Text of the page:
Well, as we are full-blast into the summer baseball season on the local front, I have already received more than a few inquiries from dads-turned-coaches who want to know how much their own sons should play in comparison to the other kids on the team.
Similar to how it was when I coached, each player MUST play “X” number of innings per game or per week, thereby ensuring that perhaps better players will be on the bench for portions of the game, while some of the heretofore less than successful players get to play. After all, if they don’t play, they can’t improve!
When one adds to the equation that the parents paid the same entry fee and that many parents believe that their sons just might become the next Ty Cobb with a little practice and coaching, well, life can become interesting for a coach!
Way back in the dark ages when I was a child, my own dad was the coach of my team for 6 of my first 7 years in baseball. With his help on the fundamentals of baseball since I was old enough to walk, I was always one of the players who had been designated to play every inning of every game. There were several of us who fit this role and it was not an issue with the other parents that the coach’s son played all of the time, while others played more sparingly. Back then, the object of the game was to WIN!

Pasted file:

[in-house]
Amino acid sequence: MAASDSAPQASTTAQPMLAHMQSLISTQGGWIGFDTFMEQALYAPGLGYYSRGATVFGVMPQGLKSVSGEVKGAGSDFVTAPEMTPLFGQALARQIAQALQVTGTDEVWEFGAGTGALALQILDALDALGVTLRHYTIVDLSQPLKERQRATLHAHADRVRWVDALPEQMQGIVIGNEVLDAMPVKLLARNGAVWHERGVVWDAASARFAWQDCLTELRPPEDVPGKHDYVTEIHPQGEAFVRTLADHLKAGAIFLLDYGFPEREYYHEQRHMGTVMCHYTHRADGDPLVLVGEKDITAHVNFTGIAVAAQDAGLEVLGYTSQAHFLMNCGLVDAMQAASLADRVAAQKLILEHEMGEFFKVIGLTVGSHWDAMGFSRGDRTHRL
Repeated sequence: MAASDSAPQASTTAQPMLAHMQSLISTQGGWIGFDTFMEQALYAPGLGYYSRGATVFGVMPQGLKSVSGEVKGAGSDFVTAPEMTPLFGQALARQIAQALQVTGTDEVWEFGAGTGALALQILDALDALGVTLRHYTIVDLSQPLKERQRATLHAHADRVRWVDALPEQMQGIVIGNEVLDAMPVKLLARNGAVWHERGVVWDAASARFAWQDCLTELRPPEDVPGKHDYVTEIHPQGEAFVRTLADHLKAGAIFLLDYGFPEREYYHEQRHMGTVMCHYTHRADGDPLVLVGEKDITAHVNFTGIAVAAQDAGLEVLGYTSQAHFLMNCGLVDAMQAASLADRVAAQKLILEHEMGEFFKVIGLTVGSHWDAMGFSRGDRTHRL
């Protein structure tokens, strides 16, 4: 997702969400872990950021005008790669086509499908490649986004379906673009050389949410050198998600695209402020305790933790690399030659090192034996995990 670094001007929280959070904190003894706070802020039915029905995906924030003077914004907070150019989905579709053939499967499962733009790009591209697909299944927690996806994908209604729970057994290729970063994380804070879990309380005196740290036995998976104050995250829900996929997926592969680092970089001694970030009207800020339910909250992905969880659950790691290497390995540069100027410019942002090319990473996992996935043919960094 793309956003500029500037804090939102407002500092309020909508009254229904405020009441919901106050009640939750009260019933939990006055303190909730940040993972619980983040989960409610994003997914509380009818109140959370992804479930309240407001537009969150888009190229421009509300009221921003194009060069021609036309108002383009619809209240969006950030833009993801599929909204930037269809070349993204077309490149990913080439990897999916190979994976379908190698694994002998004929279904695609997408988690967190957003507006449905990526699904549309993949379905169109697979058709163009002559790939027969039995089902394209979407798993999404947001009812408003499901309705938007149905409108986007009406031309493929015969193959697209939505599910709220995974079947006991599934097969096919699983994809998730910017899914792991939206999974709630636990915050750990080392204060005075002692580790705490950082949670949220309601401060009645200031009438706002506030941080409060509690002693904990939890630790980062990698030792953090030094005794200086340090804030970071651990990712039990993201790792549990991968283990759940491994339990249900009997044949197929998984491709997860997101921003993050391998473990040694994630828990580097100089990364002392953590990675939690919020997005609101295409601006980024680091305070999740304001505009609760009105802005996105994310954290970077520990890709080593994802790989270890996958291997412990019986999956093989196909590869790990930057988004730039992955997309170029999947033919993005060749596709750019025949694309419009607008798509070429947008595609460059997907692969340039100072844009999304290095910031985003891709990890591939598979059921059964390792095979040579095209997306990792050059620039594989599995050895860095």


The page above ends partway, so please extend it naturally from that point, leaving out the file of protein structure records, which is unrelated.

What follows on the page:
Fast-forwarding several years, the object of the local game is to involve everybody on a mostly equal basis. However, since winning is still important, it is understood if certain players play more than others, as long as it is demonstrated that those players are clearly above the others in their levels of talent.
Some years ago, my older son was a fine baseball player. However, on that particular team (I was not the coach nor was I connected to the coaches), the two coaches played their sons for every inning for every game. One of the boys was a fine player, but the other was less than average. Nevertheless, both boys occupied important positions in the field and in the lineup for every inning of every game, while my son played about half of every game.
So, while I sat in the stands watching my son ride the pines while the coaches’ sons played all of the time with less ability, I silently seethed! I also observed what the coaches had to go through with other parents; I gained more respect for my dad’s previous coaching; and I always wondered how I would approach the same situation if I were to ever be a coach.
I had decided that, if I were to become a coach, I would play my son less than a full game, so that other parents would see me as fair. Yes, I had it all figured out: I would play my son for partial games; let others, including the less than talented, play more innings than other coaches would have allowed; and everybody would be happy ….. or so I thought!
(Please come back next week for Part 2)
Paul W. Reeves